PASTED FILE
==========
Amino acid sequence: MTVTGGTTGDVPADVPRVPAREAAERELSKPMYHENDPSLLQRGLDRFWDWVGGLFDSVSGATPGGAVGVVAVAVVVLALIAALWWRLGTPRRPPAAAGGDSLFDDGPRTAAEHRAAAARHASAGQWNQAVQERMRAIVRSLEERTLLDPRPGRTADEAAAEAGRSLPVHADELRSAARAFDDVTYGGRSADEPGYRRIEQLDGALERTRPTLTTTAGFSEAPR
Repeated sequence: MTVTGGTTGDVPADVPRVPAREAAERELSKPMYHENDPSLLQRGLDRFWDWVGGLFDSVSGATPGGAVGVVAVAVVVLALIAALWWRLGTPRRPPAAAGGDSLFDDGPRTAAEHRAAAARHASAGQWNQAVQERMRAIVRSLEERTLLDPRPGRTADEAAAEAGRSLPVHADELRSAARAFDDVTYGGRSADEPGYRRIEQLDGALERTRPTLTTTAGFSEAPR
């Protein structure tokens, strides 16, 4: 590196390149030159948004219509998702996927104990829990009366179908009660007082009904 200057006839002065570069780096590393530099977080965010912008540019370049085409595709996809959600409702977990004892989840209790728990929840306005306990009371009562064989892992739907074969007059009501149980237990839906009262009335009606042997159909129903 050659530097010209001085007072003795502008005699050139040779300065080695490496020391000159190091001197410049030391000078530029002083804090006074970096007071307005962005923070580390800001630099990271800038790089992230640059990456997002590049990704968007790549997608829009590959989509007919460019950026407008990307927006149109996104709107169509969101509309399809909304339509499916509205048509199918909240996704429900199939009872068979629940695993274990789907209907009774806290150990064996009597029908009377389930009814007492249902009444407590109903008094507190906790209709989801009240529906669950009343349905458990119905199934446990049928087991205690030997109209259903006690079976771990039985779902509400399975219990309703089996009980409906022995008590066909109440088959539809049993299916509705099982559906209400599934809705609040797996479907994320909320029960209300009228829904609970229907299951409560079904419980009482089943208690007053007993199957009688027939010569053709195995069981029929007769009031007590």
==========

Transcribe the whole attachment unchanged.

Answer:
Amino acid sequence: MTVTGGTTGDVPADVPRVPAREAAERELSKPMYHENDPSLLQRGLDRFWDWVGGLFDSVSGATPGGAVGVVAVAVVVLALIAALWWRLGTPRRPPAAAGGDSLFDDGPRTAAEHRAAAARHASAGQWNQAVQERMRAIVRSLEERTLLDPRPGRTADEAAAEAGRSLPVHADELRSAARAFDDVTYGGRSADEPGYRRIEQLDGALERTRPTLTTTAGFSEAPR
Repeated sequence: MTVTGGTTGDVPADVPRVPAREAAERELSKPMYHENDPSLLQRGLDRFWDWVGGLFDSVSGATPGGAVGVVAVAVVVLALIAALWWRLGTPRRPPAAAGGDSLFDDGPRTAAEHRAAAARHASAGQWNQAVQERMRAIVRSLEERTLLDPRPGRTADEAAAEAGRSLPVHADELRSAARAFDDVTYGGRSADEPGYRRIEQLDGALERTRPTLTTTAGFSEAPR
């Protein structure tokens, strides 16, 4: 590196390149030159948004219509998702996927104990829990009366179908009660007082009904 200057006839002065570069780096590393530099977080965010912008540019370049085409595709996809959600409702977990004892989840209790728990929840306005306990009371009562064989892992739907074969007059009501149980237990839906009262009335009606042997159909129903 050659530097010209001085007072003795502008005699050139040779300065080695490496020391000159190091001197410049030391000078530029002083804090006074970096007071307005962005923070580390800001630099990271800038790089992230640059990456997002590049990704968007790549997608829009590959989509007919460019950026407008990307927006149109996104709107169509969101509309399809909304339509499916509205048509199918909240996704429900199939009872068979629940695993274990789907209907009774806290150990064996009597029908009377389930009814007492249902009444407590109903008094507190906790209709989801009240529906669950009343349905458990119905199934446990049928087991205690030997109209259903006690079976771990039985779902509400399975219990309703089996009980409906022995008590066909109440088959539809049993299916509705099982559906209400599934809705609040797996479907994320909320029960209300009228829904609970229907299951409560079904419980009482089943208690007053007993199957009688027939010569053709195995069981029929007769009031007590």